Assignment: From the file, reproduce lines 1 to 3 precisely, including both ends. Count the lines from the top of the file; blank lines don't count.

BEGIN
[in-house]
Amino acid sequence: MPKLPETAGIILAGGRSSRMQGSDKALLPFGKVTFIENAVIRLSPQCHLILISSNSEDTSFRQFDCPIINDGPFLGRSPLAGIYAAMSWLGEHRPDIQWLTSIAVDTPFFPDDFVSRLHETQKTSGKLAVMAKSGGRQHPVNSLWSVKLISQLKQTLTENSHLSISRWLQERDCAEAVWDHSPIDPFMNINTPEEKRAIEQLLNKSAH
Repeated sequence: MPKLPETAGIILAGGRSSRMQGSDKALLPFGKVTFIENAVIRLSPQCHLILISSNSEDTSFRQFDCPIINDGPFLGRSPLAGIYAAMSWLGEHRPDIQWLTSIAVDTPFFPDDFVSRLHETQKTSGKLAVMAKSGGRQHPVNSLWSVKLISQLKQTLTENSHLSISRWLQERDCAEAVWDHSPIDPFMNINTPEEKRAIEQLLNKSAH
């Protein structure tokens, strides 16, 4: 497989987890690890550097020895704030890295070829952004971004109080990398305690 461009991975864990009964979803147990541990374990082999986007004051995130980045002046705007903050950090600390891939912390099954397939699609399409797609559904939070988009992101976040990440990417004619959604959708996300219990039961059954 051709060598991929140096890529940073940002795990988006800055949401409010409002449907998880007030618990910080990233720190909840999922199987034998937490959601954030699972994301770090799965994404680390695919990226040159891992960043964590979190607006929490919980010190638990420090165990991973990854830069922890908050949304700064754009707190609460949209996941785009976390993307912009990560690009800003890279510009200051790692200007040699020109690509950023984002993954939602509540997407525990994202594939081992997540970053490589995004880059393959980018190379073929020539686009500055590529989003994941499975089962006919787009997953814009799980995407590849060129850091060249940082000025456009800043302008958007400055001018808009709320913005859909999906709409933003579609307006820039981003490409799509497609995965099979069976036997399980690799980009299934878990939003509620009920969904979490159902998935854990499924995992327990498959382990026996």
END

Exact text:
[in-house]
Amino acid sequence: MPKLPETAGIILAGGRSSRMQGSDKALLPFGKVTFIENAVIRLSPQCHLILISSNSEDTSFRQFDCPIINDGPFLGRSPLAGIYAAMSWLGEHRPDIQWLTSIAVDTPFFPDDFVSRLHETQKTSGKLAVMAKSGGRQHPVNSLWSVKLISQLKQTLTENSHLSISRWLQERDCAEAVWDHSPIDPFMNINTPEEKRAIEQLLNKSAH
Repeated sequence: MPKLPETAGIILAGGRSSRMQGSDKALLPFGKVTFIENAVIRLSPQCHLILISSNSEDTSFRQFDCPIINDGPFLGRSPLAGIYAAMSWLGEHRPDIQWLTSIAVDTPFFPDDFVSRLHETQKTSGKLAVMAKSGGRQHPVNSLWSVKLISQLKQTLTENSHLSISRWLQERDCAEAVWDHSPIDPFMNINTPEEKRAIEQLLNKSAH